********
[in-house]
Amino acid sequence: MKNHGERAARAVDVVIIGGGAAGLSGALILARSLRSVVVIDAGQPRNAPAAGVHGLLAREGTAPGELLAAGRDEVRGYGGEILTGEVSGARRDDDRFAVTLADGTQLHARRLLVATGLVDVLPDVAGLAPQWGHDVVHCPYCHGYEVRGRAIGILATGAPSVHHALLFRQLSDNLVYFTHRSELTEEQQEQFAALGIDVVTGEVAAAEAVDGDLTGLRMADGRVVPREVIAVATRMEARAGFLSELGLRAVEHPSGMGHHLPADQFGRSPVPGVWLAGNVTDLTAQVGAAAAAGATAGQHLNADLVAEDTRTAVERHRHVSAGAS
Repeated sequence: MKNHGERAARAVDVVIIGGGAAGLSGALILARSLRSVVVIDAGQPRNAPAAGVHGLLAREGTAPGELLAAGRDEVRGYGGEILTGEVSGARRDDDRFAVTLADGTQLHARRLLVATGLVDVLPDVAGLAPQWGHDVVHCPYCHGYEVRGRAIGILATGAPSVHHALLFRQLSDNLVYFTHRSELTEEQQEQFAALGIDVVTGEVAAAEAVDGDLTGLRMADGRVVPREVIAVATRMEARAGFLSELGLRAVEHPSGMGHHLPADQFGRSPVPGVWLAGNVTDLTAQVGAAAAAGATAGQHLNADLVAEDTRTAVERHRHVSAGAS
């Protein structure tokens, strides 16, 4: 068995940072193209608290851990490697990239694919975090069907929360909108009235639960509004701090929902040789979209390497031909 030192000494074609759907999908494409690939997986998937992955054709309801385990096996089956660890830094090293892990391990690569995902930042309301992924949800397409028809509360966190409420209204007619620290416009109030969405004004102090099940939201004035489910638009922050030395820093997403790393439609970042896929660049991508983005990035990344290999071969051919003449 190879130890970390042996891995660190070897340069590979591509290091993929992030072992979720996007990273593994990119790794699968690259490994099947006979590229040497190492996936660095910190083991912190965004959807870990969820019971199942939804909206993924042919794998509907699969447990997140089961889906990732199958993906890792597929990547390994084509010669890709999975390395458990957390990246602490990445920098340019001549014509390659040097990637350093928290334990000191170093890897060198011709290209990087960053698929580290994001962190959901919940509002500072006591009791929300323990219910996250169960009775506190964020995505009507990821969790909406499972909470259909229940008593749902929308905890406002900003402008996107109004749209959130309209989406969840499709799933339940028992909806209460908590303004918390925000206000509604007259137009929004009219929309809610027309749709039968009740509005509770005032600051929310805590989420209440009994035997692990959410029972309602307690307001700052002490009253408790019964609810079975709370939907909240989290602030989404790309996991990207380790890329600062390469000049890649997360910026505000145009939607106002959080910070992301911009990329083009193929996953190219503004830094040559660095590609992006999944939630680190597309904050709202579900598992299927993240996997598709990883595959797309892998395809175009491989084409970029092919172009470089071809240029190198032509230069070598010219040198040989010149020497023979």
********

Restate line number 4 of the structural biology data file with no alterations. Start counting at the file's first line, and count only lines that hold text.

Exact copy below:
């Protein structure tokens, strides 16, 4: 068995940072193209608290851990490697990239694919975090069907929360909108009235639960509004701090929902040789979209390497031909 030192000494074609759907999908494409690939997986998937992955054709309801385990096996089956660890830094090293892990391990690569995902930042309301992924949800397409028809509360966190409420209204007619620290416009109030969405004004102090099940939201004035489910638009922050030395820093997403790393439609970042896929660049991508983005990035990344290999071969051919003449 190879130890970390042996891995660190070897340069590979591509290091993929992030072992979720996007990273593994990119790794699968690259490994099947006979590229040497190492996936660095910190083991912190965004959807870990969820019971199942939804909206993924042919794998509907699969447990997140089961889906990732199958993906890792597929990547390994084509010669890709999975390395458990957390990246602490990445920098340019001549014509390659040097990637350093928290334990000191170093890897060198011709290209990087960053698929580290994001962190959901919940509002500072006591009791929300323990219910996250169960009775506190964020995505009507990821969790909406499972909470259909229940008593749902929308905890406002900003402008996107109004749209959130309209989406969840499709799933339940028992909806209460908590303004918390925000206000509604007259137009929004009219929309809610027309749709039968009740509005509770005032600051929310805590989420209440009994035997692990959410029972309602307690307001700052002490009253408790019964609810079975709370939907909240989290602030989404790309996991990207380790890329600062390469000049890649997360910026505000145009939607106002959080910070992301911009990329083009193929996953190219503004830094040559660095590609992006999944939630680190597309904050709202579900598992299927993240996997598709990883595959797309892998395809175009491989084409970029092919172009470089071809240029190198032509230069070598010219040198040989010149020497023979």